You respond to a street party for a DK (local term for intoxicated party) with a head lac – I know it’s a stretch to imagine such a call… Your “windshield survey” reveals of crowd of about 100 people in the street – many of them jumping up and down and waving their arms – you exit the vehicle and hear several people yelling in your direction “damn, it took you guys 15 minutes to get here – what the hell…” Undaunted,  you make your way to the patient – he has a baseball sized egg in the middle of his forehead complete with a 5 or so inch lac – your evaluation of the patient reveals he has an alcohol like odor on his breath, and he is not orientated to anything but self… he has to go to the hospital because you legally can’t leave him here – he adamantly refuses – and when he realizes his refusals are falling on deaf ears – he resorts to screaming – “OW YOU ARE HURTING ME ” the crowd wasn’t on your side to begin with and now they are all squarely focused on you and what you are doing to their friend… More screams “I’M NOT GOING ANYWHERE WITH YOU MOTHERF***ERS – YOU CAN’T MAKE ME GO” Somewhere in the crowd a lone voice says loud enough for you to hear it “They can’t do that – we gotta stop this”

That one might have made your spidey medic-sense tingle – how bout this one

You respond to an abdominal pain call for a 68 YO F – U/A you find a nice home, in a nice neighborhood, the house is well-lit and there is a family member standing in the open door waiting for you. You grab your gear and head for the door, as you enter, a gorgeous yellow lab nudges you wanting to be pet – you look at the family member in the doorway and the individual says “oh that’s just Ole Yeller, he doesn’t bite”, with a smile you reach down pat the pooches head and continue in to your patient. She is pale, cool diaphoretic and on her nightdress is the faintest hint of coffee ground emesis… you go to work

As you palpate the woman’s abdomen she lets out a pain induced cry – from the corner of the room Cujo Ole Yeller,  the gorgeous yellow lab you pet on your way in, hears her cry and springs into action to protect his master from the people hurting her.

Neither of those is a scene you would necessarily “stage” for – maybe the first one depending on your system. For the first one I would expect PD on scene, does that mean that violence can’t happen? Are two EMS providers and a couple of officers enough to “handle” the crowd?

The second call could easily be just you and your partner.

Did you anticipate the outcomes? Did you recognize the risks? Did you prepare for them?

As responders we tend to fall into 1 of 4 categories with regards to our street medicine – I suggest we also fall into these same categories with our scene safety assessments

  1. Unconsciously incompetent – we don’t even know what we don’t know – sadly ALOT of providers fall into this category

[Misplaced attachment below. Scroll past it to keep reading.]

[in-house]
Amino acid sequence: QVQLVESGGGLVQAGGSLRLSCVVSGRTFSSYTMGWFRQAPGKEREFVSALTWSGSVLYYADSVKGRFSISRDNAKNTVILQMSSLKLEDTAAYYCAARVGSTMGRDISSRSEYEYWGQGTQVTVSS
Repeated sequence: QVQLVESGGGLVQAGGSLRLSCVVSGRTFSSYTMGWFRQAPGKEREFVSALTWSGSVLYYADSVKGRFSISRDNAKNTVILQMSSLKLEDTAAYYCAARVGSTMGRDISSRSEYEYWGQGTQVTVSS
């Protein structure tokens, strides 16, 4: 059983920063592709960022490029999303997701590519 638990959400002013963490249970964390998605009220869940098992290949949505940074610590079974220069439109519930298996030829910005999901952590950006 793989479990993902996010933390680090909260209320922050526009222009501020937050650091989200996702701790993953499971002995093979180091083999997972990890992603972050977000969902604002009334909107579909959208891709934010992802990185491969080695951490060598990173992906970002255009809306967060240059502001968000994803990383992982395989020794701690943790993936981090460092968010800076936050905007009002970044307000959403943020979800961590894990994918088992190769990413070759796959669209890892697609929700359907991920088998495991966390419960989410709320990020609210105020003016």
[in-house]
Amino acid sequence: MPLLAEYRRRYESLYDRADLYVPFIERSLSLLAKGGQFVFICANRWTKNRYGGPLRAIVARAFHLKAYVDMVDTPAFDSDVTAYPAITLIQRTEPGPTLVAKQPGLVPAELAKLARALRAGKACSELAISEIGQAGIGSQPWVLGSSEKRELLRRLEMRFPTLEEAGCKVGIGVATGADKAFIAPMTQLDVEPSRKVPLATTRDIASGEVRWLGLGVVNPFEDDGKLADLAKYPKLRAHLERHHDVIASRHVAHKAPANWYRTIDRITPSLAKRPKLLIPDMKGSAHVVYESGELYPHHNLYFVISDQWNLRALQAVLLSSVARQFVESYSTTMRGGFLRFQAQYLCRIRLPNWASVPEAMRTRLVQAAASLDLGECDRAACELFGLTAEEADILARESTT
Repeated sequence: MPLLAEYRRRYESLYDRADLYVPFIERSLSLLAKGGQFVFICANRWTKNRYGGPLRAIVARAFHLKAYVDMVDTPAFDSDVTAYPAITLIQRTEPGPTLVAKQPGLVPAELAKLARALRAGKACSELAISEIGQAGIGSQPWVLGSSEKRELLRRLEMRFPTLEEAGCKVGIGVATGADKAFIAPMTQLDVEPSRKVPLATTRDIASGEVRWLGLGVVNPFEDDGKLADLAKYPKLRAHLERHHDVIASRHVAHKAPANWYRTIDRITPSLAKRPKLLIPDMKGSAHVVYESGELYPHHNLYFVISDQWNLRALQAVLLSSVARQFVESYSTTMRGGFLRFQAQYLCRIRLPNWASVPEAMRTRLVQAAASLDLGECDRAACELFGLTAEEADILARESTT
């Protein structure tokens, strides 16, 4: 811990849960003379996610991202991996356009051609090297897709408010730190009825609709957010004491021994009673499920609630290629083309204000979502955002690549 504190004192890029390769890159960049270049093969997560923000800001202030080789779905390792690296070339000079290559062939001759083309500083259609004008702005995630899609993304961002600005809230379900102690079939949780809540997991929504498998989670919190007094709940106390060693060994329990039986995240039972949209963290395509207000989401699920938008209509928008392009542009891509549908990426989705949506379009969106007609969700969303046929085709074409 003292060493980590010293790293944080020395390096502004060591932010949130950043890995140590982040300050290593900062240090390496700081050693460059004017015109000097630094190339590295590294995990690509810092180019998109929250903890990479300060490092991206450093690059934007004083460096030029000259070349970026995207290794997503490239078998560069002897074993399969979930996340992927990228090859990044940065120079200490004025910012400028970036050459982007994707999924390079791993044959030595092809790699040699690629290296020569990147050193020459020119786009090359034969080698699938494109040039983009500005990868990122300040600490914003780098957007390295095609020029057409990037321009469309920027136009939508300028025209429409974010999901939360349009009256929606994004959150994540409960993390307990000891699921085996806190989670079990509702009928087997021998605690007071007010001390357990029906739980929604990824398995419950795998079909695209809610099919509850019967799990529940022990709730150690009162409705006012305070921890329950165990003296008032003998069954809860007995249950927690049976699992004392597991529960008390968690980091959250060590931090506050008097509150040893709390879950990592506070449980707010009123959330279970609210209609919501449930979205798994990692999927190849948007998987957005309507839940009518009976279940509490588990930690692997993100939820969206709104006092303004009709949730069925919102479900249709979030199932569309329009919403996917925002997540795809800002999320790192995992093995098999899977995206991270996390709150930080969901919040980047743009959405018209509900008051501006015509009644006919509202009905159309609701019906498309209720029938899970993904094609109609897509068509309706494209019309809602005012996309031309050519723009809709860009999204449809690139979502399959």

2. Consciously incompetent – holy crap I don’t shit, how the hell did I ever get out of school – (Step 1 to becoming an awesome provider)
  3. Consciously competent – I have a clue and if I focus really hard on what I’m doing I can pull it off – (There is a REAL danger of target fixation here)
  4. Unconsciously competent – It’s all second nature to me – it just happens and I don’t have to think about it much

How does one advance from one stage to the other – Practice and experience, time and exposure. This is the same way we can get good at recognizing hidden threats on scene.

How many of us do any or all of the following:

  1. Strategic parking on arrival
  2. A scene report from the passenger seat – fire is GREAT at this
  3. Scanning the windows of the house/vehicle as we approach
  4. Take the wheels/cot over land through the yard approaching at a diagonal instead of up the walk
  5. Identify the last shred of cover we can hide behind if we need to – from that point forward you are in no man’s land
  6. Is there a crowd, pet, “bad actor” on scene
  7. Are people running in the opposite direction you are going
  8. Do you pull up lights and sirens blaring, or are you discreet and shut down a couple blocks away – leaving only the running lights on as you arrive
  9. Do you search your patients before you get in the box with them? If so do you take their belongings or remove them from easy access?
  10. Do you ask – who else is here when you arrive at a house
  11. Do you stand in front of the door when you knock
  12. Do you identify the way out and position yourself with unobstructed access to that route
  13. Do you walk around the rig instead of between it and the car with the slumped over driver in it?
  14. Do you approach a vehicle like the one above from the passenger side?
  15. Do you stand in front of the elevator doors waiting for them to open, maybe even chatting with your partner (Bad guys often have to leave via the same route we enter)

Just a few examples of things we can and should do on calls. Some of them are controversial sure – (I would LOVE to debate some of them if you disagree) ALL of them will help you get home safely at the end of the shift.

Expect the unexpected.

For most of us when we evaluate a patient we start with the worst possible thing that could be wrong with the patient – Chest pain calls are MI’s until proven otherwise, man down calls are full arrests until proven otherwise – then we begin to rule those life threats out through our assessment and questioning until we arrive at an accurate picture of what is wrong with our patient.